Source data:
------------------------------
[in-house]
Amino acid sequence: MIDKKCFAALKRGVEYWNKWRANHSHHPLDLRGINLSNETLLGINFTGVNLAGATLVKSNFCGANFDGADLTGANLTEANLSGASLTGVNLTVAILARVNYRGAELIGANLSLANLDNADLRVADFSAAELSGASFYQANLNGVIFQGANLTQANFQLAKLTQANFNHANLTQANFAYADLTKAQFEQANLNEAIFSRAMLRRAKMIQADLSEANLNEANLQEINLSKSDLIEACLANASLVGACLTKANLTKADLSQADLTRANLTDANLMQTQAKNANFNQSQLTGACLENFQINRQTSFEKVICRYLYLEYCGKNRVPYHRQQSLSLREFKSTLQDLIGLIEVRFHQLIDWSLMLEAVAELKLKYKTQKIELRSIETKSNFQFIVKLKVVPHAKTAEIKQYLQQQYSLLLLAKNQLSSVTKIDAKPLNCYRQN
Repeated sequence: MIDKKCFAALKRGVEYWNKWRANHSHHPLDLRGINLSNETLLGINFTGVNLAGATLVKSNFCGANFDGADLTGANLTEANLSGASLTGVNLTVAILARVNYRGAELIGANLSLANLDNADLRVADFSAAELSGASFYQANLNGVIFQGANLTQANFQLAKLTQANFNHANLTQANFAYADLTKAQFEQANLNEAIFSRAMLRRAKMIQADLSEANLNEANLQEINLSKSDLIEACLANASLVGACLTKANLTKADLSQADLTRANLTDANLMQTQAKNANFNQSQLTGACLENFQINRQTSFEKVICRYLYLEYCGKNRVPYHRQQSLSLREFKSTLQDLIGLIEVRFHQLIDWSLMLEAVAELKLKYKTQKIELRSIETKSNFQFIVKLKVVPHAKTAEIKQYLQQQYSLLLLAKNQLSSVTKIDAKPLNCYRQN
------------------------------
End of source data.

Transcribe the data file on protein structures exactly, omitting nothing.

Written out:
[in-house]
Amino acid sequence: MIDKKCFAALKRGVEYWNKWRANHSHHPLDLRGINLSNETLLGINFTGVNLAGATLVKSNFCGANFDGADLTGANLTEANLSGASLTGVNLTVAILARVNYRGAELIGANLSLANLDNADLRVADFSAAELSGASFYQANLNGVIFQGANLTQANFQLAKLTQANFNHANLTQANFAYADLTKAQFEQANLNEAIFSRAMLRRAKMIQADLSEANLNEANLQEINLSKSDLIEACLANASLVGACLTKANLTKADLSQADLTRANLTDANLMQTQAKNANFNQSQLTGACLENFQINRQTSFEKVICRYLYLEYCGKNRVPYHRQQSLSLREFKSTLQDLIGLIEVRFHQLIDWSLMLEAVAELKLKYKTQKIELRSIETKSNFQFIVKLKVVPHAKTAEIKQYLQQQYSLLLLAKNQLSSVTKIDAKPLNCYRQN
Repeated sequence: MIDKKCFAALKRGVEYWNKWRANHSHHPLDLRGINLSNETLLGINFTGVNLAGATLVKSNFCGANFDGADLTGANLTEANLSGASLTGVNLTVAILARVNYRGAELIGANLSLANLDNADLRVADFSAAELSGASFYQANLNGVIFQGANLTQANFQLAKLTQANFNHANLTQANFAYADLTKAQFEQANLNEAIFSRAMLRRAKMIQADLSEANLNEANLQEINLSKSDLIEACLANASLVGACLTKANLTKADLSQADLTRANLTDANLMQTQAKNANFNQSQLTGACLENFQINRQTSFEKVICRYLYLEYCGKNRVPYHRQQSLSLREFKSTLQDLIGLIEVRFHQLIDWSLMLEAVAELKLKYKTQKIELRSIETKSNFQFIVKLKVVPHAKTAEIKQYLQQQYSLLLLAKNQLSSVTKIDAKPLNCYRQN